Cover: Sacha Piersanti, photo of D. Ignani
Hi, tell us a little about yourself, your studies, your passions.
It is always difficult to talk about oneself — writing about oneself is even more treacherous. I will stick to facts, avoiding self-reviews and self-indulgence. I was born in Rome, in a neighborhood that until shortly before I was born was a real “bad neighborhood”, a working class district (Primavalle is the name of it — one of Italy’s most famous contemporary poets, Valerio Magrelli, writes about it with amusing wit in a poem of his where he calls it a place “even further away than Bengal”). I studied in that area as well, my high school wasn’t far from there. Classical studies. Then I enrolled at Sapienza, where I graduated in modern literature with a thesis on Shakespeare’s Troilus and Cressida. Formatively speaking, it hadn’t been great, so I took a brief hiatus from studying before applying, some years later, to a master’s degree program in theatre criticism at Rome’s Accademia Nazionale d’Arte Drammatica Silvio D’Amico. A more hands-on kind of academical experience, in a sense, thanks to which I was introduced to the Italian theatre and music scenes and started to actively write as a critic of the performing arts. Though my principal occupation remains, so to speak, literary writing, I do also write as a critic of theatre and music, producing reviews and conducting interviews, in an attempt to contribute as much as possible to the discovery (or re-discovery) of artists and professionals who lack the visibility they deserve. I always enjoyed mixing it up, the so called “high” art and the so called “low” art: I don’t think there are such things as first-class and second-class artistic and cultural expressions: there is artistic expression. And an artistic expression either is or is not. Point. All moralistic and intellectualistic matters aside, I believe it of fundamental importance to recognize the intrinsic value of the artistic creation, no matter what “category” it belongs to. This argument is particularly dear to my heart, especially with regards to the general opinion a certain literary culture seems to have about song-writing (great passion of mine and very often source of inspiration for me): we’re at each other’s throats all the time to determine wether or not lyrics to a song can be called poetry, and arbitrary yeses and nos start flying around while everybody seems to have forgotten that “poetry” (if not “literature” in general) is nothing but the way in which words are aligned on the page, black on white. Words. The word. I would say that is the center of my studies, of my interests, of my production: the word. With all that it entails, strengths and limits, the open sky and cage that it is. The word, yes, with all that this… word means: sense, sound, rhythm — it’s all in there, I think. In the word that’s also always a fact, for there is no word that isn’t performative, no word that isn’t also body.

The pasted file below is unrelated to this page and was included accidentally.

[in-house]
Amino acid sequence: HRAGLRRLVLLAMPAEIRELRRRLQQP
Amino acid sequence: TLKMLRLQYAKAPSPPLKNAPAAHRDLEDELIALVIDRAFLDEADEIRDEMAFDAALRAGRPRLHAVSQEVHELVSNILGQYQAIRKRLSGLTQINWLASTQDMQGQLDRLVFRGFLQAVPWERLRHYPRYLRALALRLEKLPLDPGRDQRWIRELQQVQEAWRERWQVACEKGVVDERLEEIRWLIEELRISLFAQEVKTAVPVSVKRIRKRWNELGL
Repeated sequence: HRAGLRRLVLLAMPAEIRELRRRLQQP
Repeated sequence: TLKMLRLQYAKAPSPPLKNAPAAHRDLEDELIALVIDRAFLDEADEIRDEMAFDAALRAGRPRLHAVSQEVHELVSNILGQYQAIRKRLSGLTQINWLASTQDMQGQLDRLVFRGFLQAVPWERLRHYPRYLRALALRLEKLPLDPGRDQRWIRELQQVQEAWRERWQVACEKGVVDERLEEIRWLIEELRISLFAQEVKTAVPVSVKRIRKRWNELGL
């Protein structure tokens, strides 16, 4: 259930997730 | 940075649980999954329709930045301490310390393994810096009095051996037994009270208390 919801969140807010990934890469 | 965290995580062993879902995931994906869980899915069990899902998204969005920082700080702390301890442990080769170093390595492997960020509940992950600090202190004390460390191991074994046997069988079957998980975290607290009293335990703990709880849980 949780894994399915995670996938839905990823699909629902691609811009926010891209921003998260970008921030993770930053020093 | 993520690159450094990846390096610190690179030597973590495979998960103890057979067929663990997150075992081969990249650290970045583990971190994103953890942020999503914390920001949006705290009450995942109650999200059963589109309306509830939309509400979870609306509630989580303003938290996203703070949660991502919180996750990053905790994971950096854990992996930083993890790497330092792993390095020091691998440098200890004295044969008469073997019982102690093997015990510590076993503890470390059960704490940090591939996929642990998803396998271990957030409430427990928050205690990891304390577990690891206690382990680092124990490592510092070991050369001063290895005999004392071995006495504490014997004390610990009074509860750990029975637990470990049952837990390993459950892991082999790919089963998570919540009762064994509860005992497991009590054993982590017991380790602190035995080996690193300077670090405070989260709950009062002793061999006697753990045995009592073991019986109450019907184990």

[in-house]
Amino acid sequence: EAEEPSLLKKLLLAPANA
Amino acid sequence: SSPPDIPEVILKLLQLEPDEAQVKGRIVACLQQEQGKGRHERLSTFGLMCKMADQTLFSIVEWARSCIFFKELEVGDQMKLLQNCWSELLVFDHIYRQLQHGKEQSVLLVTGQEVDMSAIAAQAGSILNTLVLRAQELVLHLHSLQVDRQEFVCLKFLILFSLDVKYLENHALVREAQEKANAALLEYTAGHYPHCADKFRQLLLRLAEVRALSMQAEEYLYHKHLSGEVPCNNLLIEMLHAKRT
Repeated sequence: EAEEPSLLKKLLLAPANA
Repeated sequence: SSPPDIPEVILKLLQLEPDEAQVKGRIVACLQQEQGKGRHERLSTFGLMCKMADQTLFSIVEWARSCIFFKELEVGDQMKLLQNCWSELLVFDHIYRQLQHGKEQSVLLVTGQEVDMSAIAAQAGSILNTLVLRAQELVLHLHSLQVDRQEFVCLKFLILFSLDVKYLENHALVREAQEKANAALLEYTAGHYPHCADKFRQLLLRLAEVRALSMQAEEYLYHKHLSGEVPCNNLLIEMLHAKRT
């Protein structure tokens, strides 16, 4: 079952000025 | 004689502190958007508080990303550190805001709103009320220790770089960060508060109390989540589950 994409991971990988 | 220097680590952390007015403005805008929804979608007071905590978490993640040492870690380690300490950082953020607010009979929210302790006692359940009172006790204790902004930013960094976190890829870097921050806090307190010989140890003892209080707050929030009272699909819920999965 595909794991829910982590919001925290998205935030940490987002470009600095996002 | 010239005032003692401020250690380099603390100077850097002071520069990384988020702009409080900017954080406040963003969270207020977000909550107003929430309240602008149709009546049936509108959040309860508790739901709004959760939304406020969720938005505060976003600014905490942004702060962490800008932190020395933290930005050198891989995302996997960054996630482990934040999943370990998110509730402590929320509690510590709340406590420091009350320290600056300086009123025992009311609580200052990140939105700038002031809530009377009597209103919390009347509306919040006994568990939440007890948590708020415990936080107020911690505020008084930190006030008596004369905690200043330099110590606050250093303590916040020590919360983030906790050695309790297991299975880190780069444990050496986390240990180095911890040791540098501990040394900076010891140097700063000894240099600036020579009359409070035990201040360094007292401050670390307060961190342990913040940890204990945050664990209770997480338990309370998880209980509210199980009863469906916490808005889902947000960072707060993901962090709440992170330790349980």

Authors or works of the past from which you draw inspiration or admire.
For convenience, I will cite a few names, perhaps sorting them out by field of action and interest. Without a doubt I have to mention those who are something like my masters in poetry: Giorgio Caproni, who has truly been a sort of lay priest for the aforementioned word: he fought it his whole life, and always loathed it, even, but never could avoid working it, digging it, probing it until some profound nucleus of humanity had been reached. Caproni taught me to trust words completely and, at the same time, distrust them: self-deceived, we all believe we know “things” because we name them, while really all that does is push us even further away from them. And though we may realize this, we cannot help insisting on doing it. In brief, the lesson is: you know nothing has meaning, there is no victory in sight, but you write and live as if there were a meaning, as if it weren’t true that victory isn’t an option. I believe there is no better lesson to be learned.